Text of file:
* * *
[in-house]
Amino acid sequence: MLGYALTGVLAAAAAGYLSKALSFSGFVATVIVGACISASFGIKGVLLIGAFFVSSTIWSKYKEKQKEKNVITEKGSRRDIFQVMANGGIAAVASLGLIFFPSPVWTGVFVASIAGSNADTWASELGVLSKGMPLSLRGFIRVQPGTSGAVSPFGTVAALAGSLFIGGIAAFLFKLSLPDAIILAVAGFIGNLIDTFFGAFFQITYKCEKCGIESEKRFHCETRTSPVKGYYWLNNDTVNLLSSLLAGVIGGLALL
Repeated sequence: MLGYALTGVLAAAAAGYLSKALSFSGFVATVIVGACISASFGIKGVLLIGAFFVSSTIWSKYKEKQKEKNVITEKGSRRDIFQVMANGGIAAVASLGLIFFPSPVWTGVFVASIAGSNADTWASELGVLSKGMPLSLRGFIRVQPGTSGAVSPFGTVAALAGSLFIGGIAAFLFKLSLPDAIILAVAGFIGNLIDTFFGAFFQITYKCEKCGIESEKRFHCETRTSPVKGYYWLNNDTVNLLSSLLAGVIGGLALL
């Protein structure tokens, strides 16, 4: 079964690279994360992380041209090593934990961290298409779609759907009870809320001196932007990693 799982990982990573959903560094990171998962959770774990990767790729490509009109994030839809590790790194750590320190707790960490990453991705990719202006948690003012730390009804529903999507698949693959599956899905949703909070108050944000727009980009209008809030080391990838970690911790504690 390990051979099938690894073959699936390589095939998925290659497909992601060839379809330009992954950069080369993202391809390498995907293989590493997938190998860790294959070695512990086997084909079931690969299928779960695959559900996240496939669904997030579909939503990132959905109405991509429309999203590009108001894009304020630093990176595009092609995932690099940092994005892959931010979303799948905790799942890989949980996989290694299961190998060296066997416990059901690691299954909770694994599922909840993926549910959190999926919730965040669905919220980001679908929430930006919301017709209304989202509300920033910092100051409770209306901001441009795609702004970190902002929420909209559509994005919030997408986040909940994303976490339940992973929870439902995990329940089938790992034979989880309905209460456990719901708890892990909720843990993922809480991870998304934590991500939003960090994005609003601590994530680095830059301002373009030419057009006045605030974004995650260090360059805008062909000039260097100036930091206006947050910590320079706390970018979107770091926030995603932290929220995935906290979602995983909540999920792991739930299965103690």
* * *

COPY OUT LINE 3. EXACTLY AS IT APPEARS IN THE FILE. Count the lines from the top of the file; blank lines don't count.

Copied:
Repeated sequence: MLGYALTGVLAAAAAGYLSKALSFSGFVATVIVGACISASFGIKGVLLIGAFFVSSTIWSKYKEKQKEKNVITEKGSRRDIFQVMANGGIAAVASLGLIFFPSPVWTGVFVASIAGSNADTWASELGVLSKGMPLSLRGFIRVQPGTSGAVSPFGTVAALAGSLFIGGIAAFLFKLSLPDAIILAVAGFIGNLIDTFFGAFFQITYKCEKCGIESEKRFHCETRTSPVKGYYWLNNDTVNLLSSLLAGVIGGLALL